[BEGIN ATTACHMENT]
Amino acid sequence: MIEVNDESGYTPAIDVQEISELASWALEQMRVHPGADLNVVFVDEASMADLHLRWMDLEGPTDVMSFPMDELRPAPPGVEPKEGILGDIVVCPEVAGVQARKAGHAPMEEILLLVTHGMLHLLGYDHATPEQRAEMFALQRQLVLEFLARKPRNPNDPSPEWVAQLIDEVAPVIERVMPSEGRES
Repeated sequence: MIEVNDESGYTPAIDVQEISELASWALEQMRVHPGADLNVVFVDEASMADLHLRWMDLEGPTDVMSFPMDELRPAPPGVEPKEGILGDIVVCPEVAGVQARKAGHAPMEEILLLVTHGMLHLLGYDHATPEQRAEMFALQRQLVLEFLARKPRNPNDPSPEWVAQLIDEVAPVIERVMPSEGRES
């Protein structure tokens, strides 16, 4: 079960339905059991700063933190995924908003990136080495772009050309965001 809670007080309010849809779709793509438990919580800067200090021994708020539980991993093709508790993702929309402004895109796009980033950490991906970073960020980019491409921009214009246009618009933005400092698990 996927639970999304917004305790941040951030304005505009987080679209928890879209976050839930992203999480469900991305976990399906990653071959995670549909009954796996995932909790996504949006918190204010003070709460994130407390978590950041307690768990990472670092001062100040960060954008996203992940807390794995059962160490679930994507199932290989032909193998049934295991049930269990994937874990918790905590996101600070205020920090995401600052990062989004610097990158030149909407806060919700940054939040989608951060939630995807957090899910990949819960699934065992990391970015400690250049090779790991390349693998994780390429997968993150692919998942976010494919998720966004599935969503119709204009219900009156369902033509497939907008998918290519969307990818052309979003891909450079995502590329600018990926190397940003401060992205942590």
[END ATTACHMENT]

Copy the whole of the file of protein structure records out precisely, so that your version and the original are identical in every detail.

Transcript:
Amino acid sequence: MIEVNDESGYTPAIDVQEISELASWALEQMRVHPGADLNVVFVDEASMADLHLRWMDLEGPTDVMSFPMDELRPAPPGVEPKEGILGDIVVCPEVAGVQARKAGHAPMEEILLLVTHGMLHLLGYDHATPEQRAEMFALQRQLVLEFLARKPRNPNDPSPEWVAQLIDEVAPVIERVMPSEGRES
Repeated sequence: MIEVNDESGYTPAIDVQEISELASWALEQMRVHPGADLNVVFVDEASMADLHLRWMDLEGPTDVMSFPMDELRPAPPGVEPKEGILGDIVVCPEVAGVQARKAGHAPMEEILLLVTHGMLHLLGYDHATPEQRAEMFALQRQLVLEFLARKPRNPNDPSPEWVAQLIDEVAPVIERVMPSEGRES
């Protein structure tokens, strides 16, 4: 079960339905059991700063933190995924908003990136080495772009050309965001 809670007080309010849809779709793509438990919580800067200090021994708020539980991993093709508790993702929309402004895109796009980033950490991906970073960020980019491409921009214009246009618009933005400092698990 996927639970999304917004305790941040951030304005505009987080679209928890879209976050839930992203999480469900991305976990399906990653071959995670549909009954796996995932909790996504949006918190204010003070709460994130407390978590950041307690768990990472670092001062100040960060954008996203992940807390794995059962160490679930994507199932290989032909193998049934295991049930269990994937874990918790905590996101600070205020920090995401600052990062989004610097990158030149909407806060919700940054939040989608951060939630995807957090899910990949819960699934065992990391970015400690250049090779790991390349693998994780390429997968993150692919998942976010494919998720966004599935969503119709204009219900009156369902033509497939907008998918290519969307990818052309979003891909450079995502590329600018990926190397940003401060992205942590």